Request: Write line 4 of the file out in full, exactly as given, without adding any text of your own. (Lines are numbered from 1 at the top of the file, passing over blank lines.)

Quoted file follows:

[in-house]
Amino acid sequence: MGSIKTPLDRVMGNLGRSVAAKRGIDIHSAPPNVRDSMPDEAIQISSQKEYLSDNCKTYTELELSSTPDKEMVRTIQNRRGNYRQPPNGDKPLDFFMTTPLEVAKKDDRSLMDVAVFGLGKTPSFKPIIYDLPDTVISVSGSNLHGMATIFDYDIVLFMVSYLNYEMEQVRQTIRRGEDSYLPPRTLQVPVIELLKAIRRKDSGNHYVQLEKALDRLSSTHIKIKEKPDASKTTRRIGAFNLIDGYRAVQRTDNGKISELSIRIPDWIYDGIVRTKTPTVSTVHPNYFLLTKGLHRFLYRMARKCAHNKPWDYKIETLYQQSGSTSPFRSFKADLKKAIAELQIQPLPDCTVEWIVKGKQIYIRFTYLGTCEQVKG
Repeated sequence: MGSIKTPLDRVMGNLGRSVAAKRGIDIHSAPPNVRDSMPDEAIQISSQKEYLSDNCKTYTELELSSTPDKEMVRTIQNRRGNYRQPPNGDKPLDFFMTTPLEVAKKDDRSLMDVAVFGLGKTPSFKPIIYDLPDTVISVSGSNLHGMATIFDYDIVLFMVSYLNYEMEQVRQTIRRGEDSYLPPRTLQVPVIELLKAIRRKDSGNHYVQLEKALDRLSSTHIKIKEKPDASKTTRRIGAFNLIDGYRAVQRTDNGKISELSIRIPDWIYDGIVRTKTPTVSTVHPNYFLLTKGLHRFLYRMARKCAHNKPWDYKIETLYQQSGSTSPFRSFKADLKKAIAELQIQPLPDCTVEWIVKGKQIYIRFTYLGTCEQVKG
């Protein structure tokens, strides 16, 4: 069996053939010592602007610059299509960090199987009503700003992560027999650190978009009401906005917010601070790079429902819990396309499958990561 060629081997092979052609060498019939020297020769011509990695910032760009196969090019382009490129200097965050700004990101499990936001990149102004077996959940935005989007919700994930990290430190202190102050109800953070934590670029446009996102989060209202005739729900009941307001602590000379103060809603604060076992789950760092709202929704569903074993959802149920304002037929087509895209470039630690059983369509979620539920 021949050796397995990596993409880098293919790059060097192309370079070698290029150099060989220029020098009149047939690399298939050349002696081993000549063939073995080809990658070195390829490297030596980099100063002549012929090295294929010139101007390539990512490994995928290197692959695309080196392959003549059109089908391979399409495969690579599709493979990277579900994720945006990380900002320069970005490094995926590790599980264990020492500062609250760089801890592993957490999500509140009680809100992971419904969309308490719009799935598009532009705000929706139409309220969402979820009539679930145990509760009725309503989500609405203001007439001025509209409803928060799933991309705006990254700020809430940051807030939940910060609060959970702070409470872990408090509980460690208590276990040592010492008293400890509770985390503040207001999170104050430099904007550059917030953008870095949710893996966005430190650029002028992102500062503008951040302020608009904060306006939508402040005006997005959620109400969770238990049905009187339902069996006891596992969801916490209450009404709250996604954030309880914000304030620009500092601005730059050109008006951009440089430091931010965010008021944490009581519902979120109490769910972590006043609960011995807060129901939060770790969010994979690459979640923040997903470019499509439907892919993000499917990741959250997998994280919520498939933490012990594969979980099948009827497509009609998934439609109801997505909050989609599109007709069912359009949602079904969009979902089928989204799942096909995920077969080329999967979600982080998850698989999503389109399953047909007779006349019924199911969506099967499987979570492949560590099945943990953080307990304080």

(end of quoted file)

């Protein structure tokens, strides 16, 4: 069996053939010592602007610059299509960090199987009503700003992560027999650190978009009401906005917010601070790079429902819990396309499958990561 060629081997092979052609060498019939020297020769011509990695910032760009196969090019382009490129200097965050700004990101499990936001990149102004077996959940935005989007919700994930990290430190202190102050109800953070934590670029446009996102989060209202005739729900009941307001602590000379103060809603604060076992789950760092709202929704569903074993959802149920304002037929087509895209470039630690059983369509979620539920 021949050796397995990596993409880098293919790059060097192309370079070698290029150099060989220029020098009149047939690399298939050349002696081993000549063939073995080809990658070195390829490297030596980099100063002549012929090295294929010139101007390539990512490994995928290197692959695309080196392959003549059109089908391979399409495969690579599709493979990277579900994720945006990380900002320069970005490094995926590790599980264990020492500062609250760089801890592993957490999500509140009680809100992971419904969309308490719009799935598009532009705000929706139409309220969402979820009539679930145990509760009725309503989500609405203001007439001025509209409803928060799933991309705006990254700020809430940051807030939940910060609060959970702070409470872990408090509980460690208590276990040592010492008293400890509770985390503040207001999170104050430099904007550059917030953008870095949710893996966005430190650029002028992102500062503008951040302020608009904060306006939508402040005006997005959620109400969770238990049905009187339902069996006891596992969801916490209450009404709250996604954030309880914000304030620009500092601005730059050109008006951009440089430091931010965010008021944490009581519902979120109490769910972590006043609960011995807060129901939060770790969010994979690459979640923040997903470019499509439907892919993000499917990741959250997998994280919520498939933490012990594969979980099948009827497509009609998934439609109801997505909050989609599109007709069912359009949602079904969009979902089928989204799942096909995920077969080329999967979600982080998850698989999503389109399953047909007779006349019924199911969506099967499987979570492949560590099945943990953080307990304080």